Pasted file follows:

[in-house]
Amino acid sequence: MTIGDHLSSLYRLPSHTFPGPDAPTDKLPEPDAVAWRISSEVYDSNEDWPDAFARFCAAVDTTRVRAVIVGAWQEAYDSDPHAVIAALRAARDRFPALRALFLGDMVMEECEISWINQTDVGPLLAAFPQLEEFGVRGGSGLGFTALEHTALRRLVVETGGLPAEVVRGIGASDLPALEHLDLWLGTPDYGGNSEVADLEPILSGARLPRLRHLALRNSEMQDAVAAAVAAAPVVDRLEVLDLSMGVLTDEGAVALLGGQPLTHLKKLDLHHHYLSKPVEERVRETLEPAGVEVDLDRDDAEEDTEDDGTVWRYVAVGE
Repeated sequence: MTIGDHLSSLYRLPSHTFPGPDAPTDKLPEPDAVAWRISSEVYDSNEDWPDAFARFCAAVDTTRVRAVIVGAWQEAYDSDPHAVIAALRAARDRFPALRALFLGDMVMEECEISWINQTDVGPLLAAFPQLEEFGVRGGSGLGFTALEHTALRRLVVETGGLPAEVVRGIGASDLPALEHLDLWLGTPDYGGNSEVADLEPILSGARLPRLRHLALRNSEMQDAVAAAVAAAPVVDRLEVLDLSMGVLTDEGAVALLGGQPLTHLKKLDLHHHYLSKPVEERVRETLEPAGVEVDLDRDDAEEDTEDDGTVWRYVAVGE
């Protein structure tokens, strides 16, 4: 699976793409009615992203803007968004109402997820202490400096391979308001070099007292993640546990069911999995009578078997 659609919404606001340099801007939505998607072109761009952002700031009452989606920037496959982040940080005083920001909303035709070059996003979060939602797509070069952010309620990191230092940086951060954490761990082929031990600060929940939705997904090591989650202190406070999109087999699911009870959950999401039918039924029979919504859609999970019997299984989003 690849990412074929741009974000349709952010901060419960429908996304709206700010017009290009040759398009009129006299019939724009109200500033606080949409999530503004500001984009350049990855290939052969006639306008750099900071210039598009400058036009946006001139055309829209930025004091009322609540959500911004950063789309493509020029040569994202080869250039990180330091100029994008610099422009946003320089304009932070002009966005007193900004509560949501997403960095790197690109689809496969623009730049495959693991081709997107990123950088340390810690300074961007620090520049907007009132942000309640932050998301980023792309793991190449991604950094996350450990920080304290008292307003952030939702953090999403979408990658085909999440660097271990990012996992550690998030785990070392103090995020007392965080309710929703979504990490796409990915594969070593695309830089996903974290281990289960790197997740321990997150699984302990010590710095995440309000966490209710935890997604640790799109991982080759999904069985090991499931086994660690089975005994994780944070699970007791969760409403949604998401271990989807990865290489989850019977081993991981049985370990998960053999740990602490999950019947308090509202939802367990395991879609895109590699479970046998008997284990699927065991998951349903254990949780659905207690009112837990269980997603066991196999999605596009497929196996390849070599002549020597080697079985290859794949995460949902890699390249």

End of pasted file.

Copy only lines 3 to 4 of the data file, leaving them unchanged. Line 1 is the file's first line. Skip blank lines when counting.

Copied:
Repeated sequence: MTIGDHLSSLYRLPSHTFPGPDAPTDKLPEPDAVAWRISSEVYDSNEDWPDAFARFCAAVDTTRVRAVIVGAWQEAYDSDPHAVIAALRAARDRFPALRALFLGDMVMEECEISWINQTDVGPLLAAFPQLEEFGVRGGSGLGFTALEHTALRRLVVETGGLPAEVVRGIGASDLPALEHLDLWLGTPDYGGNSEVADLEPILSGARLPRLRHLALRNSEMQDAVAAAVAAAPVVDRLEVLDLSMGVLTDEGAVALLGGQPLTHLKKLDLHHHYLSKPVEERVRETLEPAGVEVDLDRDDAEEDTEDDGTVWRYVAVGE
């Protein structure tokens, strides 16, 4: 699976793409009615992203803007968004109402997820202490400096391979308001070099007292993640546990069911999995009578078997 659609919404606001340099801007939505998607072109761009952002700031009452989606920037496959982040940080005083920001909303035709070059996003979060939602797509070069952010309620990191230092940086951060954490761990082929031990600060929940939705997904090591989650202190406070999109087999699911009870959950999401039918039924029979919504859609999970019997299984989003 690849990412074929741009974000349709952010901060419960429908996304709206700010017009290009040759398009009129006299019939724009109200500033606080949409999530503004500001984009350049990855290939052969006639306008750099900071210039598009400058036009946006001139055309829209930025004091009322609540959500911004950063789309493509020029040569994202080869250039990180330091100029994008610099422009946003320089304009932070002009966005007193900004509560949501997403960095790197690109689809496969623009730049495959693991081709997107990123950088340390810690300074961007620090520049907007009132942000309640932050998301980023792309793991190449991604950094996350450990920080304290008292307003952030939702953090999403979408990658085909999440660097271990990012996992550690998030785990070392103090995020007392965080309710929703979504990490796409990915594969070593695309830089996903974290281990289960790197997740321990997150699984302990010590710095995440309000966490209710935890997604640790799109991982080759999904069985090991499931086994660690089975005994994780944070699970007791969760409403949604998401271990989807990865290489989850019977081993991981049985370990998960053999740990602490999950019947308090509202939802367990395991879609895109590699479970046998008997284990699927065991998951349903254990949780659905207690009112837990269980997603066991196999999605596009497929196996390849070599002549020597080697079985290859794949995460949902890699390249």